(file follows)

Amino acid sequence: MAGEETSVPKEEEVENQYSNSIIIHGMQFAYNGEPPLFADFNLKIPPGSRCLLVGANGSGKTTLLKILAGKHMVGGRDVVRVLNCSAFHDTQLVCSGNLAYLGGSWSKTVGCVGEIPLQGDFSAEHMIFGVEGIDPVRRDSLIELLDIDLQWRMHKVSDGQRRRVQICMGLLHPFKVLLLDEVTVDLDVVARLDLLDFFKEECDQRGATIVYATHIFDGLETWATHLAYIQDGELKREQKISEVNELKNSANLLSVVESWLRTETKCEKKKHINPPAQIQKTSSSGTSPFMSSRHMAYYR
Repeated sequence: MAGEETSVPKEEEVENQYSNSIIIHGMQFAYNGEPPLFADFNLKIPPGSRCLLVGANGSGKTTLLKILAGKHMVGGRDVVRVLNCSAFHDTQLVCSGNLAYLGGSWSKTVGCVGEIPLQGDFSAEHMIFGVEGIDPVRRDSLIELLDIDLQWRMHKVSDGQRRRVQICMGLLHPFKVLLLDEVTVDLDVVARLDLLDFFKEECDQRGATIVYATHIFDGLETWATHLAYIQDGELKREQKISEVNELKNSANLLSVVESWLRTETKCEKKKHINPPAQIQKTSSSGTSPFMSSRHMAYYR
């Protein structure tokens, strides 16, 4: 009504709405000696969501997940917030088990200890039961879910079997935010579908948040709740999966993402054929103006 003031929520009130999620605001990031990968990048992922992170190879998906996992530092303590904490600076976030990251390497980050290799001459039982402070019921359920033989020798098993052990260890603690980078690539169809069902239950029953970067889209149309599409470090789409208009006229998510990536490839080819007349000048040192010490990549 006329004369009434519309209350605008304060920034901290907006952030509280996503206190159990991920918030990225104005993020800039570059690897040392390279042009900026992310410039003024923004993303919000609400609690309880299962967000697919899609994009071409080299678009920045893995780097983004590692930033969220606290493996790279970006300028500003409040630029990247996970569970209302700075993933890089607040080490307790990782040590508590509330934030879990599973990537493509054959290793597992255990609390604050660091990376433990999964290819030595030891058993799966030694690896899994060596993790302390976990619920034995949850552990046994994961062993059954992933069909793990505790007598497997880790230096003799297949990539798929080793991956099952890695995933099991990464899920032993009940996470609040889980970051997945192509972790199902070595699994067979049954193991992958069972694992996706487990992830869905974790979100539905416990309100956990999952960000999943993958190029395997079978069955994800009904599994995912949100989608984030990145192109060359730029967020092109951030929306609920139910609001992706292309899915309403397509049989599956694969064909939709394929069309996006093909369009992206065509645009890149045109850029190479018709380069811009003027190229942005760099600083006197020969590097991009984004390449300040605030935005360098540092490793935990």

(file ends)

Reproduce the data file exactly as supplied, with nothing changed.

Amino acid sequence: MAGEETSVPKEEEVENQYSNSIIIHGMQFAYNGEPPLFADFNLKIPPGSRCLLVGANGSGKTTLLKILAGKHMVGGRDVVRVLNCSAFHDTQLVCSGNLAYLGGSWSKTVGCVGEIPLQGDFSAEHMIFGVEGIDPVRRDSLIELLDIDLQWRMHKVSDGQRRRVQICMGLLHPFKVLLLDEVTVDLDVVARLDLLDFFKEECDQRGATIVYATHIFDGLETWATHLAYIQDGELKREQKISEVNELKNSANLLSVVESWLRTETKCEKKKHINPPAQIQKTSSSGTSPFMSSRHMAYYR
Repeated sequence: MAGEETSVPKEEEVENQYSNSIIIHGMQFAYNGEPPLFADFNLKIPPGSRCLLVGANGSGKTTLLKILAGKHMVGGRDVVRVLNCSAFHDTQLVCSGNLAYLGGSWSKTVGCVGEIPLQGDFSAEHMIFGVEGIDPVRRDSLIELLDIDLQWRMHKVSDGQRRRVQICMGLLHPFKVLLLDEVTVDLDVVARLDLLDFFKEECDQRGATIVYATHIFDGLETWATHLAYIQDGELKREQKISEVNELKNSANLLSVVESWLRTETKCEKKKHINPPAQIQKTSSSGTSPFMSSRHMAYYR
């Protein structure tokens, strides 16, 4: 009504709405000696969501997940917030088990200890039961879910079997935010579908948040709740999966993402054929103006 003031929520009130999620605001990031990968990048992922992170190879998906996992530092303590904490600076976030990251390497980050290799001459039982402070019921359920033989020798098993052990260890603690980078690539169809069902239950029953970067889209149309599409470090789409208009006229998510990536490839080819007349000048040192010490990549 006329004369009434519309209350605008304060920034901290907006952030509280996503206190159990991920918030990225104005993020800039570059690897040392390279042009900026992310410039003024923004993303919000609400609690309880299962967000697919899609994009071409080299678009920045893995780097983004590692930033969220606290493996790279970006300028500003409040630029990247996970569970209302700075993933890089607040080490307790990782040590508590509330934030879990599973990537493509054959290793597992255990609390604050660091990376433990999964290819030595030891058993799966030694690896899994060596993790302390976990619920034995949850552990046994994961062993059954992933069909793990505790007598497997880790230096003799297949990539798929080793991956099952890695995933099991990464899920032993009940996470609040889980970051997945192509972790199902070595699994067979049954193991992958069972694992996706487990992830869905974790979100539905416990309100956990999952960000999943993958190029395997079978069955994800009904599994995912949100989608984030990145192109060359730029967020092109951030929306609920139910609001992706292309899915309403397509049989599956694969064909939709394929069309996006093909369009992206065509645009890149045109850029190479018709380069811009003027190229942005760099600083006197020969590097991009984004390449300040605030935005360098540092490793935990």